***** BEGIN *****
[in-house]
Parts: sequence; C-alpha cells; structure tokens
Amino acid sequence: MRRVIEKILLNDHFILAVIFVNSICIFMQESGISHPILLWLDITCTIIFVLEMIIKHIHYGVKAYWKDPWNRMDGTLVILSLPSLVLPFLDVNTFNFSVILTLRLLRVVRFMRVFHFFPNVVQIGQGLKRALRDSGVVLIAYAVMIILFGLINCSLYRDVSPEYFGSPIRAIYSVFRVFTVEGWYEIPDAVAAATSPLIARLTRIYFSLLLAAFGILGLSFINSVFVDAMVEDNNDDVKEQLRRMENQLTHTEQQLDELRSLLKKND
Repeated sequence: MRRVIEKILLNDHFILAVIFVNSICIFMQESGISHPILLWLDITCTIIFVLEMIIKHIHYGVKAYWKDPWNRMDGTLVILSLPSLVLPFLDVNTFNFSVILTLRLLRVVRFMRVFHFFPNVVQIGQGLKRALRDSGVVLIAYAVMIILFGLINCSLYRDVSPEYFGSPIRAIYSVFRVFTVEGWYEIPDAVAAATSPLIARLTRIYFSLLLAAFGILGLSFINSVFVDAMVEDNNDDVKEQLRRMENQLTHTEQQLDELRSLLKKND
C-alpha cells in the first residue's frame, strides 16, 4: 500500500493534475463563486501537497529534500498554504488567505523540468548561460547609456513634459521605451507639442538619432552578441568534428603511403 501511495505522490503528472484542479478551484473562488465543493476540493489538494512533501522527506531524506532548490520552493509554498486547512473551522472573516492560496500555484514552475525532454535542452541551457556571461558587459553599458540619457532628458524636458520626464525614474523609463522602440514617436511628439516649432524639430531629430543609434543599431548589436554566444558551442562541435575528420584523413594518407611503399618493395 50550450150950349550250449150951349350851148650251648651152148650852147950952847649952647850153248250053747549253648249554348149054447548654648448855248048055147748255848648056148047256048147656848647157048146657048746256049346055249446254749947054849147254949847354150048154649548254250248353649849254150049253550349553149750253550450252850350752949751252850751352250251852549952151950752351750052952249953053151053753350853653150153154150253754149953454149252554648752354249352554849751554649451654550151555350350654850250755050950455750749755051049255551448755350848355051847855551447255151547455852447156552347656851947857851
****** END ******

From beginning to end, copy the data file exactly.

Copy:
[in-house]
Parts: sequence; C-alpha cells; structure tokens
Amino acid sequence: MRRVIEKILLNDHFILAVIFVNSICIFMQESGISHPILLWLDITCTIIFVLEMIIKHIHYGVKAYWKDPWNRMDGTLVILSLPSLVLPFLDVNTFNFSVILTLRLLRVVRFMRVFHFFPNVVQIGQGLKRALRDSGVVLIAYAVMIILFGLINCSLYRDVSPEYFGSPIRAIYSVFRVFTVEGWYEIPDAVAAATSPLIARLTRIYFSLLLAAFGILGLSFINSVFVDAMVEDNNDDVKEQLRRMENQLTHTEQQLDELRSLLKKND
Repeated sequence: MRRVIEKILLNDHFILAVIFVNSICIFMQESGISHPILLWLDITCTIIFVLEMIIKHIHYGVKAYWKDPWNRMDGTLVILSLPSLVLPFLDVNTFNFSVILTLRLLRVVRFMRVFHFFPNVVQIGQGLKRALRDSGVVLIAYAVMIILFGLINCSLYRDVSPEYFGSPIRAIYSVFRVFTVEGWYEIPDAVAAATSPLIARLTRIYFSLLLAAFGILGLSFINSVFVDAMVEDNNDDVKEQLRRMENQLTHTEQQLDELRSLLKKND
C-alpha cells in the first residue's frame, strides 16, 4: 500500500493534475463563486501537497529534500498554504488567505523540468548561460547609456513634459521605451507639442538619432552578441568534428603511403 501511495505522490503528472484542479478551484473562488465543493476540493489538494512533501522527506531524506532548490520552493509554498486547512473551522472573516492560496500555484514552475525532454535542452541551457556571461558587459553599458540619457532628458524636458520626464525614474523609463522602440514617436511628439516649432524639430531629430543609434543599431548589436554566444558551442562541435575528420584523413594518407611503399618493395 50550450150950349550250449150951349350851148650251648651152148650852147950952847649952647850153248250053747549253648249554348149054447548654648448855248048055147748255848648056148047256048147656848647157048146657048746256049346055249446254749947054849147254949847354150048154649548254250248353649849254150049253550349553149750253550450252850350752949751252850751352250251852549952151950752351750052952249953053151053753350853653150153154150253754149953454149252554648752354249352554849751554649451654550151555350350654850250755050950455750749755051049255551448755350848355051847855551447255151547455852447156552347656851947857851